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The Impact of Access to Rail Transportation on Agricultural Improvement: The American Midwest as a Test Case, 1850-1860

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  • Robert A. Margo

    ()
    (Department of Economics, Boston University.)

  • Jeremy Atack

    ()
    (Department of Economics, Vanderbilt University and NBER)

Abstract

During the 1850s, land in U.S. farms increased by more than a third—100 million acres—and almost 50 million acres, an area almost equal to that of the states of Indiana and Ohio combined, were converted from their raw, natural state into productive farmland. The time and expense of transforming this land into a productive agricultural resource represented a significant fraction of domestic capital formation at the time and was an important contributor to American economic growth. Even more impressive, however, was the fact that almost half of these total net additions to cropland occurred in just seven Midwestern states which comprised somewhat less than one-eighth of the land area of the country at that time. Using a new GISbased transportation database linked to county-level census data, we estimate that at least a quarter (and possibly two-thirds or more) of this increase in cultivable land can be linked directly to the coming of the railroad to the Midwest. Farmers responded to the shrinking transportation wedge which raised agricultural revenue productivity by rapidly expanding the area under cultivation and these changes, in turn, drove rising farm and land values.

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Bibliographic Info

Paper provided by Boston University - Department of Economics in its series Boston University - Department of Economics - Working Papers Series with number WP2010-026.

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Length: 34 pages
Date of creation: Jan 2010
Date of revision:
Handle: RePEc:bos:wpaper:wp2010-026

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References

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  1. Feng Xie & David Levinson, 2010. "How streetcars shaped suburbanization: a Granger causality analysis of land use and transit in the Twin Cities," Journal of Economic Geography, Oxford University Press, vol. 10(3), pages 453-470, May.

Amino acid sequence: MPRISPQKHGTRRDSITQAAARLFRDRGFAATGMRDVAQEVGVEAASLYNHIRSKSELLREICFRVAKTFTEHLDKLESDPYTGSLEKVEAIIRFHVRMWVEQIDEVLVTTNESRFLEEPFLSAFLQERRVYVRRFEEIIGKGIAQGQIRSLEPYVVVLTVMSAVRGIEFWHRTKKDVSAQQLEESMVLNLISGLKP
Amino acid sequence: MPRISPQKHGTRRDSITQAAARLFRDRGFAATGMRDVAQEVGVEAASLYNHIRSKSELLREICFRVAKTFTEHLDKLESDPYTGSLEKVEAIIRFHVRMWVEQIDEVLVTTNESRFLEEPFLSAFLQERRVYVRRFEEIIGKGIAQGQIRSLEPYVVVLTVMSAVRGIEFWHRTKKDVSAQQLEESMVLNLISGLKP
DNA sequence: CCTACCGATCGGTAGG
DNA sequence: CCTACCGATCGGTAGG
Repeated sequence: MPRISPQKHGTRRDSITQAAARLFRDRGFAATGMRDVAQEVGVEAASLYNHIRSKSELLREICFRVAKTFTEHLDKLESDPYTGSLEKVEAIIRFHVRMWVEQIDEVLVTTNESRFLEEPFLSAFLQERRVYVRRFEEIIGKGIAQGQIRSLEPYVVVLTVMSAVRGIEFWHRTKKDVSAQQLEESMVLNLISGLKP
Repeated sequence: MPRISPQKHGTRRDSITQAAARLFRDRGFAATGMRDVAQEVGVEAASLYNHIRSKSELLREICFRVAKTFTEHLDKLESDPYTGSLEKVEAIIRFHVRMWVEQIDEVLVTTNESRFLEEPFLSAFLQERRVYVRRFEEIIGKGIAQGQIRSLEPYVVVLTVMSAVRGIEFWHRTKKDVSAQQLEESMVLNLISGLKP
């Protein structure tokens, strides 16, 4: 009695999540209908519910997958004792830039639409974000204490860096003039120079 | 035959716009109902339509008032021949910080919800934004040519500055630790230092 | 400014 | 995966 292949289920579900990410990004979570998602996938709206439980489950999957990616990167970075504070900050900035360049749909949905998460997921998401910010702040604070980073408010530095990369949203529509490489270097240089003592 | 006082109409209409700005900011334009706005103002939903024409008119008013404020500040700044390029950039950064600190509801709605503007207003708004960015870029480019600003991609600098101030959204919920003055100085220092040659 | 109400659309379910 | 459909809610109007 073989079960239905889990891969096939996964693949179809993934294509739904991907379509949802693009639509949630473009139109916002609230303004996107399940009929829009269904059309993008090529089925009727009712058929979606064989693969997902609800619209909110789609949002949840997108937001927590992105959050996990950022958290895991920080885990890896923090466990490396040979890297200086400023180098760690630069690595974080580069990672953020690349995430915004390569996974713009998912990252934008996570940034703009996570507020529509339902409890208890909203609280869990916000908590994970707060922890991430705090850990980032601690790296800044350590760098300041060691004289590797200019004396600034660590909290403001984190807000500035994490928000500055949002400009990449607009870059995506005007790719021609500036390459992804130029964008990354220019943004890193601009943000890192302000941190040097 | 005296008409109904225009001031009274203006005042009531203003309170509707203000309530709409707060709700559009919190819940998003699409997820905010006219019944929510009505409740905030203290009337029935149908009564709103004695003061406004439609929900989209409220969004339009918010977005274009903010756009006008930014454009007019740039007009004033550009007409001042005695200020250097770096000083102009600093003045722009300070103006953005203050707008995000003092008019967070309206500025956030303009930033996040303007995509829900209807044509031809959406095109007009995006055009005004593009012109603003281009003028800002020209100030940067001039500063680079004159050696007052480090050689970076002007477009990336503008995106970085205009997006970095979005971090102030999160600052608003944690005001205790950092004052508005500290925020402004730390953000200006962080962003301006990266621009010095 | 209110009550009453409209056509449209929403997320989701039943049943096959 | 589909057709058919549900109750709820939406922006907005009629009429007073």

2. Card, David & Krueger, Alan B, 1994. "Minimum Wages and Employment: A Case Study of the Fast-Food Industry in New Jersey and Pennsylvania," American Economic Review, American Economic Association, vol. 84(4), pages 772-93, September.
  3. Jeremy Atack & Fred Bateman & Michael Haines & Robert A. Margo, 2009. "Did Railroads Induce or Follow Economic Growth? Urbanization and Population Growth in the American Midwest, 1850-60," NBER Working Papers 14640, National Bureau of Economic Research, Inc.
  4. David Levinson, 2008. "Density and dispersion: the co-development of land use and rail in London," Journal of Economic Geography, Oxford University Press, vol. 8(1), pages 55-77, January.
  5. Primack, Martin L., 1962. "Land Clearing Under Nineteenth-Century Techniques: Some Preliminary Calculations," The Journal of Economic History, Cambridge University Press, vol. 22(04), pages 484-497, December.
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Cited by:
  1. Berger, Thor & Enflo, Kerstin, 2014. "Locomotives of Local Growth: The Short- and Long-Term Impact of Railroads in Sweden," Lund Papers in Economic History 132, Department of Economic History, Lund University.
  2. William J. Collins & Robert A. Margo, 2014. "Introduction to "Enterprising America: Businesses, Banks, and Credit Markets in Historical Perspective"," NBER Chapters, in: Enterprising America: Businesses, Banks, and Credit Markets in Historical Perspective National Bureau of Economic Research, Inc.
  3. Dave Donaldson & Richard Hornbeck, 2013. "Railroads and American Economic Growth: A “Market Access” Approach," NBER Working Papers 19213, National Bureau of Economic Research, Inc.
  4. Jeremy Atack & Matthew S. Jaremski & Peter L. Rousseau, 2014. "Did Railroads Make Antebellum U.S. Banks More Sound?," NBER Working Papers 20032, National Bureau of Economic Research, Inc.

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